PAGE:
When the editorial team at Speedhunters decided that October’s theme would be drag racing, there was only one thought racing through my mind; I had to get hold of my childhood friend, Jay Mageau. Back (way back) when I first moved to Canada at the age of twelve, Jay was the only guy in the neighbourhood who had any sense at all about cars and racing. The only thing was, my understanding of motorsport came from rallying and F1, and he was totally into drag racing. Our completely divergent interests made us fast friends (pun intended). Jay used to talk about his dad, a seasoned drag racer and car builder, like he was a god – and to a little kid from Co. Cork, who found Canada itself just a little wild, this drag racing thing was what put me over the edge. Thanks, man!
The interesting point here is that Jay has stuck with his childhood dream ever since. A couple of years after high school was done, he moved back to Edmonton, Alberta (the centre of Canada’s drag racing scene) to work with his dad, moving up through the ranks to eventually become the driver of the already famous ‘Prospector’ (this is Gold Rush country, folks). He’s continued all these years, and is now extremely successful at doing what he loves. It’s an inspiring story.
In drag racing’s classic era, the late ’40s through to the ’70s, it was common for cars to have names – and for drivers and teams to be identified that way, even after vehicles changed. This is the case with ‘Prospector’ – originally a ’57 Belair run by Jay’s dad, Bob Mageau in the ’60s. There were other machines from his speed shop, Magoo’s too of course; the Sandman is a name that still resonates. If memory serves, that was a Mach 1 Mustang.
Here’s the fan-favourite ’57 Chevy, and peeking out from under wraps behind it, the teams’s other machine, a ’78 Corvette Stingray. Both cars run under the same rules, designed to recreate the performance of the funny cars of the ’70s. That means times of 6.50 seconds on average, and speeds of 225 mph – or faster.
Here’s the head of operations today, Jay Mageau. This isn’t ‘designer’ racing, it is this man’s life. Pure, unadulterated need for speed!
The cars run maximum percentages of nitro “so you get the smell, crackle, noise and performance you want!” In terms of power, we’re talking 3,000 hp. One quarter mile run uses 45 litres (just shy of 12 U.S. gallons) of Nitromethane – in 6 seconds!
Just to show you how close to the original the ’78 Vette Stingray is, here’s Jay’s daily driver for comparison.
With the flip-up body on its chassis, it looks mean as hell! The car sits on 36 x 17″ Goodyear Eagle tyres from Fountain Tire which are good for 10-11 runs. Wheels are Weld or American Racing. Up front, 25 x 5″ Goodyear Eagles on Weld front spindle mounts.
The team is made up of specialists and drag racing veterans from the Edmonton area, seen here in the final stages of preparation on a recent race weekend.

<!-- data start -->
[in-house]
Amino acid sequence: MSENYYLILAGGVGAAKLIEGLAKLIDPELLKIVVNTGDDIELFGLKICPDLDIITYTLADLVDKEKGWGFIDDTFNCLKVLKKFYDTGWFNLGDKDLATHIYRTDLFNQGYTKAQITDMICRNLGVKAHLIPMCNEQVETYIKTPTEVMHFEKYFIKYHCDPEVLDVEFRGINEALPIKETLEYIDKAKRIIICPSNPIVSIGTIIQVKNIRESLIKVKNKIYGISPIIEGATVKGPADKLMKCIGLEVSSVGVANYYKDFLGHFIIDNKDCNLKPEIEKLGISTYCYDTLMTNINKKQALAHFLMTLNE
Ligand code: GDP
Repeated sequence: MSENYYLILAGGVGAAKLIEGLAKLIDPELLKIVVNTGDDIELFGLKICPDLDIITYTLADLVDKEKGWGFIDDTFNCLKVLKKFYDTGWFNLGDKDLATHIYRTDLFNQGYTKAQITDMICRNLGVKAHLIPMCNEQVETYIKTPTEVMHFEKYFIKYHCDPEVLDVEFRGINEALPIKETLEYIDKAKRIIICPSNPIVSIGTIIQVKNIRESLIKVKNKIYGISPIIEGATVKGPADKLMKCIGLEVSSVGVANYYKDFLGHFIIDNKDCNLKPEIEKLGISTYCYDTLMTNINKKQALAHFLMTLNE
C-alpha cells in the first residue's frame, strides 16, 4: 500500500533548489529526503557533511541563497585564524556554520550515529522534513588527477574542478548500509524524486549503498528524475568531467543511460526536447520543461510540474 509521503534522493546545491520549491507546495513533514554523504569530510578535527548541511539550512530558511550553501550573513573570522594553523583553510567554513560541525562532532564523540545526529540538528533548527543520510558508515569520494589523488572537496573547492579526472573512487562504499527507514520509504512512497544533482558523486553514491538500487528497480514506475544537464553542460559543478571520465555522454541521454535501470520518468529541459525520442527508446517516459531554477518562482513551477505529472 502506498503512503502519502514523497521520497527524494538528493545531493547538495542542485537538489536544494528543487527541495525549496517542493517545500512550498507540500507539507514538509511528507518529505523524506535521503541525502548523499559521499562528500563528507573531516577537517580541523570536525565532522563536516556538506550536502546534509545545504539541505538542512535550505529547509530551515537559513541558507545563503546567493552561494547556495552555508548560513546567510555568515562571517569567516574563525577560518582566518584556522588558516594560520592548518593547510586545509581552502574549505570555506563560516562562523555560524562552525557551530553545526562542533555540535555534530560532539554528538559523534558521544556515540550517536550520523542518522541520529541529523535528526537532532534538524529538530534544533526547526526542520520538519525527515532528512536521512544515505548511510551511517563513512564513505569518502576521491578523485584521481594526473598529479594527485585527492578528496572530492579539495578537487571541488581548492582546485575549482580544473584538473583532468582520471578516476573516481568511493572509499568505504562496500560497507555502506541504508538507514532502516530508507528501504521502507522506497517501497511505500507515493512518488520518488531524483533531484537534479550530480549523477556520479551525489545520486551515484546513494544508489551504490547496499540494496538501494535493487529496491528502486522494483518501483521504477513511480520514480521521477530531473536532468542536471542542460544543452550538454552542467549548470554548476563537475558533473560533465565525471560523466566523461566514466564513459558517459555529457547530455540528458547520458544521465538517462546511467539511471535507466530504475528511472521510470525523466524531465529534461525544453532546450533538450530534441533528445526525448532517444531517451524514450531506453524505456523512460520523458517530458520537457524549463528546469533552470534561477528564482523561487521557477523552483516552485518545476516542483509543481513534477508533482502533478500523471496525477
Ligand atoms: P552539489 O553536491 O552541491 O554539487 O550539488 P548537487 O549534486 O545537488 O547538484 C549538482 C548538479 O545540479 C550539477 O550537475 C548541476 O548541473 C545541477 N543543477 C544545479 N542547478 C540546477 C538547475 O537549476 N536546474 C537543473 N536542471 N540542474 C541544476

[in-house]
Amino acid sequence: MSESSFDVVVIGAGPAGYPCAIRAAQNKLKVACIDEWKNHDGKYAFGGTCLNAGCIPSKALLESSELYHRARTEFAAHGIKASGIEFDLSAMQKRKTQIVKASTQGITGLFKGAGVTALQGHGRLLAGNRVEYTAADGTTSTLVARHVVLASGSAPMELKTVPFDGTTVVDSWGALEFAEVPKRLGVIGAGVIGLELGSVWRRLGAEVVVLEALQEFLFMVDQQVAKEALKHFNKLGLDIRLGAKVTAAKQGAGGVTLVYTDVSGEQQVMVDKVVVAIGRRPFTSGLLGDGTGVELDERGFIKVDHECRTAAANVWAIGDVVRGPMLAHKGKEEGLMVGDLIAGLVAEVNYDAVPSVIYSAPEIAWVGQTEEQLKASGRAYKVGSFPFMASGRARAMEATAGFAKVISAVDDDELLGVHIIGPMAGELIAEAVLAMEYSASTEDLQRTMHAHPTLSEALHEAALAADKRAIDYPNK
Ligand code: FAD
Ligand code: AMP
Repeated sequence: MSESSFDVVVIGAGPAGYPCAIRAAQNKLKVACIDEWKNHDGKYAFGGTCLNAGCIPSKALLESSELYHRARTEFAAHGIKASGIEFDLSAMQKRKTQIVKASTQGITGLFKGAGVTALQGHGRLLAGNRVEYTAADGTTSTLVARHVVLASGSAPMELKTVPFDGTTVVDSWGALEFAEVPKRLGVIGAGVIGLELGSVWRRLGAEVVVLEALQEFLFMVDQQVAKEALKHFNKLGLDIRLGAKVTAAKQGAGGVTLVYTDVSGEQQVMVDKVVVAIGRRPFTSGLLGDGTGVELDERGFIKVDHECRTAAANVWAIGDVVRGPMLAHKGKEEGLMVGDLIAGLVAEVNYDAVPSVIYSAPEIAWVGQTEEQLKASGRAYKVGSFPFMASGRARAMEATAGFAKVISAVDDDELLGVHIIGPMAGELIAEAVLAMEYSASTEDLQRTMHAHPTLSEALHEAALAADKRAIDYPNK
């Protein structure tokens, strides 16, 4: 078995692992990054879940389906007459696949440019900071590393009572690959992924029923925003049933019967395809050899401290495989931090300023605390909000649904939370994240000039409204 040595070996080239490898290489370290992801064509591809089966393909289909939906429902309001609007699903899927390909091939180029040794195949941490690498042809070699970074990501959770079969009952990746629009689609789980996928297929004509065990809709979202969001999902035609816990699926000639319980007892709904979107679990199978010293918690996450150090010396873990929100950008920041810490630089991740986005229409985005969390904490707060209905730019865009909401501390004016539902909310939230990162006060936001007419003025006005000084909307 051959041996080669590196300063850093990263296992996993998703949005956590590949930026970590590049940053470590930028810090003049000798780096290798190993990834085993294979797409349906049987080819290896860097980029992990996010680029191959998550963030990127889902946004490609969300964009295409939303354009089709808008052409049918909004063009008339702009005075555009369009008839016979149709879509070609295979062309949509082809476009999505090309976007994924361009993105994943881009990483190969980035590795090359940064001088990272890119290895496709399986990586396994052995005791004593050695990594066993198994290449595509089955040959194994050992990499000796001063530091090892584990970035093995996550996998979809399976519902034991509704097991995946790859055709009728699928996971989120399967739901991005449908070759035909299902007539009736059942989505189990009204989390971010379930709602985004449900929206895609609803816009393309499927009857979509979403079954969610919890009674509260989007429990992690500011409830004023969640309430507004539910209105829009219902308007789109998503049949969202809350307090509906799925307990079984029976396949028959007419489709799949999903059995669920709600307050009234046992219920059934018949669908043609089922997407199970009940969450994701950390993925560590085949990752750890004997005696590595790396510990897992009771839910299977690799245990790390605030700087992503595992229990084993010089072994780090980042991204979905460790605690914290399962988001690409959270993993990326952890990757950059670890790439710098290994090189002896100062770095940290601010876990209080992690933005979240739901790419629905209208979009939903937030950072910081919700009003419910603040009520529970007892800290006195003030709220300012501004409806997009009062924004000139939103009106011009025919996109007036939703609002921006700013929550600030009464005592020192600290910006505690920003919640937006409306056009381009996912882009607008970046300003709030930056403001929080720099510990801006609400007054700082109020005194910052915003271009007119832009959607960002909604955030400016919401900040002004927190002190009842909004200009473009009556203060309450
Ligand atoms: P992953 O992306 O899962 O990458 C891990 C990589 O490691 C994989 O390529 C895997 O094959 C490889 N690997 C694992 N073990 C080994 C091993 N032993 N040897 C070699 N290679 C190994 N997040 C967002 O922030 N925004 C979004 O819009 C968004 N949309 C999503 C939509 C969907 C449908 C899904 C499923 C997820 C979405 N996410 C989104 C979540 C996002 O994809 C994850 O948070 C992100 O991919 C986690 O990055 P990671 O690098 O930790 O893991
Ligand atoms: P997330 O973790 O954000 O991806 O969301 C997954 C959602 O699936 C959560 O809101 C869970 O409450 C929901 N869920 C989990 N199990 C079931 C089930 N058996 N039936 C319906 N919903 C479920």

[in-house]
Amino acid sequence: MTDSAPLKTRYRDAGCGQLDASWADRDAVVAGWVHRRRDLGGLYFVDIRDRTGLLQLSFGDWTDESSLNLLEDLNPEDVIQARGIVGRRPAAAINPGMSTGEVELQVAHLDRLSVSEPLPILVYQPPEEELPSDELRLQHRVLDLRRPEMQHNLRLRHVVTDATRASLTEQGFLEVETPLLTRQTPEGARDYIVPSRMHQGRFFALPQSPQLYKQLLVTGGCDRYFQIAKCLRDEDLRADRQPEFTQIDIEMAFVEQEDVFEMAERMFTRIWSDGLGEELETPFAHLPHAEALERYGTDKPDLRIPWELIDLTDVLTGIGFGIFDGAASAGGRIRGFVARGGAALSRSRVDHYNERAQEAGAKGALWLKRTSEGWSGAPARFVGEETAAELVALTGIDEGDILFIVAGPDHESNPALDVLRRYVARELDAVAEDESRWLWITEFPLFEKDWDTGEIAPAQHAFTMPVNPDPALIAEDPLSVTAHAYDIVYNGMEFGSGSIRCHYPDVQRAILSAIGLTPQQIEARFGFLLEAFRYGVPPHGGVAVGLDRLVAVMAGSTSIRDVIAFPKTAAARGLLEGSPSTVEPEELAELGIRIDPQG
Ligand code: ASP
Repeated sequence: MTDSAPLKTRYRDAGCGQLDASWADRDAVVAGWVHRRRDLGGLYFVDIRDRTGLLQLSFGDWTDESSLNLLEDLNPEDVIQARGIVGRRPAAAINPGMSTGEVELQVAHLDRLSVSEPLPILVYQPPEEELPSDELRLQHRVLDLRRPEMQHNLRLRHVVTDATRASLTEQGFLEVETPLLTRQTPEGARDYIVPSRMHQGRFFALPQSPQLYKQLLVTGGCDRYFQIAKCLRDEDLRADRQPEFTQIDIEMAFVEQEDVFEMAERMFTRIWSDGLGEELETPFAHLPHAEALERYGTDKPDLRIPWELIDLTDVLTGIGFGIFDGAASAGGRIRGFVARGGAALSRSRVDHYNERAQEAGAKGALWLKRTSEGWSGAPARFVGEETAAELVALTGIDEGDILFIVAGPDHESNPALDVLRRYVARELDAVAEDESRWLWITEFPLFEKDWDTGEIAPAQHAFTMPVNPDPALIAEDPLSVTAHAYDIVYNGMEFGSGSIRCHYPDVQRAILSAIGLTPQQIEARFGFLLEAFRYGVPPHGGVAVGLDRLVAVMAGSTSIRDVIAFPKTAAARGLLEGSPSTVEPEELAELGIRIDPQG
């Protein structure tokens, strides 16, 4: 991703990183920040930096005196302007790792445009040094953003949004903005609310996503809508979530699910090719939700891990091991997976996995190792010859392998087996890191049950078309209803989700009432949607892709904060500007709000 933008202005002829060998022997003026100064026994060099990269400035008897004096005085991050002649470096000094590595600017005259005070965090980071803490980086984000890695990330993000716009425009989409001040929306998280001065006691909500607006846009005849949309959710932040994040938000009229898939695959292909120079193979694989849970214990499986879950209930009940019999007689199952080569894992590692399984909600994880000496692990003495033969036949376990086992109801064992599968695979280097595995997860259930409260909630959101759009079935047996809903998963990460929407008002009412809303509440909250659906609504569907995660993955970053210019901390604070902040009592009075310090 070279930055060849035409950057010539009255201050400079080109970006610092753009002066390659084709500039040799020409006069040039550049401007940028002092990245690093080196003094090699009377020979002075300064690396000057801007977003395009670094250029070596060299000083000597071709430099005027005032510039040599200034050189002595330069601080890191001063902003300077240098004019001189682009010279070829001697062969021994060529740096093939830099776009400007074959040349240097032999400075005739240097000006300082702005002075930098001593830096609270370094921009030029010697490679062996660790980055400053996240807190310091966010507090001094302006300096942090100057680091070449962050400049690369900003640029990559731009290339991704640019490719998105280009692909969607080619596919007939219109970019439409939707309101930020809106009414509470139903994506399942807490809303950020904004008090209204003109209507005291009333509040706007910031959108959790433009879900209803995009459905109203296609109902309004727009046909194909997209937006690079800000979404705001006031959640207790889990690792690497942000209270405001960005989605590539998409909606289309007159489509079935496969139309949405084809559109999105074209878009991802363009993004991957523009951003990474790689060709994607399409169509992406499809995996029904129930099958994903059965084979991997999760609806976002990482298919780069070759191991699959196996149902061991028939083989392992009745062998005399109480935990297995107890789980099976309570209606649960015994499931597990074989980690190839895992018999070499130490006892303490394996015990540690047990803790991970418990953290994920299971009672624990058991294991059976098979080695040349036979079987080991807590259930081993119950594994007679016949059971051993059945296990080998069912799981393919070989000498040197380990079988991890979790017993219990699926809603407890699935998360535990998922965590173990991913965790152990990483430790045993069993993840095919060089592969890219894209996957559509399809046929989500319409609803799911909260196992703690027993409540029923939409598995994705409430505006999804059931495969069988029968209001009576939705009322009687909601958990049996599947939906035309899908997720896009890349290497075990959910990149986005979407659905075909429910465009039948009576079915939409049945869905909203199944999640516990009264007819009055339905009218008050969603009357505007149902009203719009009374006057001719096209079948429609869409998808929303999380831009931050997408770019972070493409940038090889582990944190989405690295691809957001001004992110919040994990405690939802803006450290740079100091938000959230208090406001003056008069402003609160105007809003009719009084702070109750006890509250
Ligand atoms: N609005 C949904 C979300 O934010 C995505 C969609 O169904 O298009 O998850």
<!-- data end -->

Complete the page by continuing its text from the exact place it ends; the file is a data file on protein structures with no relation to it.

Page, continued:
The Prospector sits at the line at the Rocky Mountain Nationals, one of the biggest events for Nostalgic Nitro Funny Cars.
Racing goes late into the evening up in the Great White North!
The team take a moment to strike a pose after winning outright at Mission, B.C.
The freshly-painted ’78 Vette, looking menacing right out of the trailer.
Ah hah! The third generation of Mageaus to tear up the quarter mile. This is Jay’s youngest daughter Courtney, already an established competitor in her own right.
Only five years ago she was in Juniors, short dragsters running small Briggs & Stratton motors. Still an absolute blast, I’m sure!
And here she is after moving up to Super Pro, in an aptly named car, Girl Trouble.
Now she competes in topflight events like her dad, and has an incredibly bright future ahead of her. She’s already beating the guys, guys.
Jay told me that all four of his daughters raced until they were 16, and were then given a choice to continue up the ladder from machines like you see above. His youngest Courtney ‘has the sickness, bad’ Jay explains, and you can hear the pride in his voice.
The centre of attention, Courtney stands with the rest of the MFR (Mageau Family Racing) team, Jay’s dad Bob Mageau on the extreme left.
Lovin’ every minute of it – and living up to the name, ‘Girl Trouble’ She’s a chip off the old block, there’s no doubt about that!
The team also run a AA/FA Fuel Altered – just to keep things interesting!
Here’s the Prospector up against one of the most famous funny cars of the late ’70s. Gordie Bonin’s Bubble Up, now run by Terry Capp.
This picture is from one of their wins at the Rocky Mountain Nationals. In case you’re wondering just what kind of pace the car gets up to, their best finish this season in Edmonton was in August when they ran a 6.11@234 miles per hour!
Jay’s dad Bob (or ‘Pops’ as he’s known) recently stepped down from his role in the team, though still has other projects on the go – and occasionally drops by for a few ‘cold ones’ on race weekends.
A bit of nostalgia. This is actually one of the first iterations of the Prospector, a ’56 Belair raced by Jay’s dad 45 years ago. It’s now used as a tow vehicle – and what a beauty!
The whole Mageau Family Racing story is an inspiring one, proving that no matter what the breaks are along the way, sticking with your dream is absolutely worth all the hard work. MFR will be in action throughout the 2011 season at events in Canada and the U.S. Check out their websites below for further details.
– Len Clarke
Photo credits: Mageau Family Racing and Sheryl Ogonoski